Short-term monitoring of rangeland forage conditions with AVHRR imagery.

Thoma, D.P.
Bailey, D.W.
Long, D.S.
Nielsen, G.A.
Henry, M.P.
Breneman, M.C.
Montagne, C.
Rangeland Ecology & Management / Journal of Range Management Archives
Publication Year: 
A study was conducted to determine the potential of using Advanced Very High Resolution Radiometer (AVHRR) imagery to monitor short-term changes in rangeland forage conditions on a regional scale. Forage biomass and nitrogen concentration were estimated at 6 study sites throughout a typical grazing season (April to October). Study sites were located in northern and southern Montana in areas classified as foothills grassland and shortgrass prairie. Normalized Difference Vegetation Index (NDVI) values from AVHRR imagery (1 km pixels) were used to predict live biomass, dead standing biomass, total biomass, nitrogen (N) concentration and standing N. Values of the NDVI were correlated (r > 0.4, P < 0.01) to live, dead, and total biomass estimates and standing N, but were not correlated to N concentration (r = 0.04, P = 0.8). Relationships between NDVI and vegetative attributes were similar (P > 0.05) for all 6 study sites, which indicates that NDVI could be used to predict forage abundance at multiple locations and at variable dates. Using simple linear regression, NDVI accounted for 63% of the variation in live and total biomass, 18% of the variation in dead biomass, 66% of the variation in standing N, but < 1% of the variation in N concentration. The NDVI obtained from AVHRR imagery was a good predictor of forage abundance as measured by live, dead and total biomass as well as standing N, but it was not related to forage quality as measured by N or crude protein concentration. On a regional basis, land managers could use AVHRR-NDVI values to identify areas with high or low levels of forage abundance that may result from factors such as drought, variable precipitation patterns, or uneven grazing.DOI:10.2458/azu_jrm_v55i4_thoma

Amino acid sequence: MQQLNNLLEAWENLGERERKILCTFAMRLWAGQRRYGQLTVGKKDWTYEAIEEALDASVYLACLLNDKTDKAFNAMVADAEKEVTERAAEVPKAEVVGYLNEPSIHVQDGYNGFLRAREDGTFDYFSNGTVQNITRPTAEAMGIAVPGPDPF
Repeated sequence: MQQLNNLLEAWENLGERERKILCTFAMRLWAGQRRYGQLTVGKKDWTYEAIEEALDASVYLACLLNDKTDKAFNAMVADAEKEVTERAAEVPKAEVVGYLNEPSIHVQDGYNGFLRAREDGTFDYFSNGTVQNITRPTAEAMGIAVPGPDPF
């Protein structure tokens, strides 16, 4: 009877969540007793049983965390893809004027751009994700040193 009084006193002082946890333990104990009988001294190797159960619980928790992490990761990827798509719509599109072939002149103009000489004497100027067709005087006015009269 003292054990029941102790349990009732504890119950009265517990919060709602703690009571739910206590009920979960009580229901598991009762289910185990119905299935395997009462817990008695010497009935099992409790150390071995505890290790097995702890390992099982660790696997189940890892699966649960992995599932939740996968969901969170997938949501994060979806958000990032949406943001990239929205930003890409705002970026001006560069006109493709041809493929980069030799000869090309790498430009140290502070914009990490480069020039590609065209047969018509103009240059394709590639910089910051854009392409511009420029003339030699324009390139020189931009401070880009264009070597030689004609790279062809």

Document Type: 
Journal Issue/Article
Society for Range Management

Rangeland Ecology & Management (formerly the Journal of Range Management) serves as a forum for the presentation and discussion of facts, ideas, and philosophies pertaining to the study, management, ecology, and use of rangelands and their resources. The journal is peer-reviewed and provides international exchange of scholarly research and information among persons interested in rangelands. The Global Rangelands collection includes REM content up to 5 years from the current year. More recent content is available by subscription from BioOne and the Society for Range Management, and may be available at your local university library.
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